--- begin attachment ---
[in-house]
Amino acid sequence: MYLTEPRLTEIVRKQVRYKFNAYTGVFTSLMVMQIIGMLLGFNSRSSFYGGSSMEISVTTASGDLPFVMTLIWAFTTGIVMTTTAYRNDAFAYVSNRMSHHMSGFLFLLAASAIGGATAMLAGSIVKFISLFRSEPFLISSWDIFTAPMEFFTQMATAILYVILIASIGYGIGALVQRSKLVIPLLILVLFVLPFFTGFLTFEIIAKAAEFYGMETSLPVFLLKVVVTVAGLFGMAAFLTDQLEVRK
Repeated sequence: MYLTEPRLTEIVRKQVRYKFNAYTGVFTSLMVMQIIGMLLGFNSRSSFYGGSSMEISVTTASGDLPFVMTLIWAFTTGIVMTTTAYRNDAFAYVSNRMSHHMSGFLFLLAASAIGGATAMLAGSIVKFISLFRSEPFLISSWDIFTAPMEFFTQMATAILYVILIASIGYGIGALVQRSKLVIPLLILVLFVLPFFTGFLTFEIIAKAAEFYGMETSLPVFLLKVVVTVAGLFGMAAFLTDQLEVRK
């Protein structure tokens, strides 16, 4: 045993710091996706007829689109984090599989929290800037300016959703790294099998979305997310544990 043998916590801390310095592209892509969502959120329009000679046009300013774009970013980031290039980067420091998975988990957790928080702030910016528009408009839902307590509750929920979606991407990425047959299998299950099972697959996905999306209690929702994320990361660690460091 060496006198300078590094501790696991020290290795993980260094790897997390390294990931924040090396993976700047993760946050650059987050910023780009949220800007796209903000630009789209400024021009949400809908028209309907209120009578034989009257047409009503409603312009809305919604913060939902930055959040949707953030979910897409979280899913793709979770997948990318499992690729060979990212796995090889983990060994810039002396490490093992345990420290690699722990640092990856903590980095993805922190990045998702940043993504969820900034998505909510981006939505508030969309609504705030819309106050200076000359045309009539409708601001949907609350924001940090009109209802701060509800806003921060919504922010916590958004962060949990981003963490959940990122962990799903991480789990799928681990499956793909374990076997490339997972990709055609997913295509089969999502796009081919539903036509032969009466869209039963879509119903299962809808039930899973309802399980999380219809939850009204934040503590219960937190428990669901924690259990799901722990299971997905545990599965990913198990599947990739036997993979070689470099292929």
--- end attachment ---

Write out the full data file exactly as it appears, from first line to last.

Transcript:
[in-house]
Amino acid sequence: MYLTEPRLTEIVRKQVRYKFNAYTGVFTSLMVMQIIGMLLGFNSRSSFYGGSSMEISVTTASGDLPFVMTLIWAFTTGIVMTTTAYRNDAFAYVSNRMSHHMSGFLFLLAASAIGGATAMLAGSIVKFISLFRSEPFLISSWDIFTAPMEFFTQMATAILYVILIASIGYGIGALVQRSKLVIPLLILVLFVLPFFTGFLTFEIIAKAAEFYGMETSLPVFLLKVVVTVAGLFGMAAFLTDQLEVRK
Repeated sequence: MYLTEPRLTEIVRKQVRYKFNAYTGVFTSLMVMQIIGMLLGFNSRSSFYGGSSMEISVTTASGDLPFVMTLIWAFTTGIVMTTTAYRNDAFAYVSNRMSHHMSGFLFLLAASAIGGATAMLAGSIVKFISLFRSEPFLISSWDIFTAPMEFFTQMATAILYVILIASIGYGIGALVQRSKLVIPLLILVLFVLPFFTGFLTFEIIAKAAEFYGMETSLPVFLLKVVVTVAGLFGMAAFLTDQLEVRK
């Protein structure tokens, strides 16, 4: 045993710091996706007829689109984090599989929290800037300016959703790294099998979305997310544990 043998916590801390310095592209892509969502959120329009000679046009300013774009970013980031290039980067420091998975988990957790928080702030910016528009408009839902307590509750929920979606991407990425047959299998299950099972697959996905999306209690929702994320990361660690460091 060496006198300078590094501790696991020290290795993980260094790897997390390294990931924040090396993976700047993760946050650059987050910023780009949220800007796209903000630009789209400024021009949400809908028209309907209120009578034989009257047409009503409603312009809305919604913060939902930055959040949707953030979910897409979280899913793709979770997948990318499992690729060979990212796995090889983990060994810039002396490490093992345990420290690699722990640092990856903590980095993805922190990045998702940043993504969820900034998505909510981006939505508030969309609504705030819309106050200076000359045309009539409708601001949907609350924001940090009109209802701060509800806003921060919504922010916590958004962060949990981003963490959940990122962990799903991480789990799928681990499956793909374990076997490339997972990709055609997913295509089969999502796009081919539903036509032969009466869209039963879509119903299962809808039930899973309802399980999380219809939850009204934040503590219960937190428990669901924690259990799901722990299971997905545990599965990913198990599947990739036997993979070689470099292929």